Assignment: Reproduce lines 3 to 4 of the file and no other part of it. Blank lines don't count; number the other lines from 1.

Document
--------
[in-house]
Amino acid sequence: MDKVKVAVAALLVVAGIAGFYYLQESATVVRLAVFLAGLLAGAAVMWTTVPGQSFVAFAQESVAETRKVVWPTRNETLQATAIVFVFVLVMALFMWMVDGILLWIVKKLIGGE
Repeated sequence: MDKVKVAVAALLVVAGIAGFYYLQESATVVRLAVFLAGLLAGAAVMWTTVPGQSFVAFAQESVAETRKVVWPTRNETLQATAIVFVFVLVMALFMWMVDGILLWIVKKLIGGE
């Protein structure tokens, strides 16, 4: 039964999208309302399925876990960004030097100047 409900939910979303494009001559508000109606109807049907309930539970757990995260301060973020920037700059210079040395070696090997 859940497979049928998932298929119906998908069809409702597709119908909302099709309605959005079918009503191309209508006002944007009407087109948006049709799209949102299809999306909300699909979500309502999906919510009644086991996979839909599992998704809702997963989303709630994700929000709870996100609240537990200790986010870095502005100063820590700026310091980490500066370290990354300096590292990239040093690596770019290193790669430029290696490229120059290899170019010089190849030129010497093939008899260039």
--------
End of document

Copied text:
Repeated sequence: MDKVKVAVAALLVVAGIAGFYYLQESATVVRLAVFLAGLLAGAAVMWTTVPGQSFVAFAQESVAETRKVVWPTRNETLQATAIVFVFVLVMALFMWMVDGILLWIVKKLIGGE
């Protein structure tokens, strides 16, 4: 039964999208309302399925876990960004030097100047 409900939910979303494009001559508000109606109807049907309930539970757990995260301060973020920037700059210079040395070696090997 859940497979049928998932298929119906998908069809409702597709119908909302099709309605959005079918009503191309209508006002944007009407087109948006049709799209949102299809999306909300699909979500309502999906919510009644086991996979839909599992998704809702997963989303709630994700929000709870996100609240537990200790986010870095502005100063820590700026310091980490500066370290990354300096590292990239040093690596770019290193790669430029290696490229120059290899170019010089190849030129010497093939008899260039």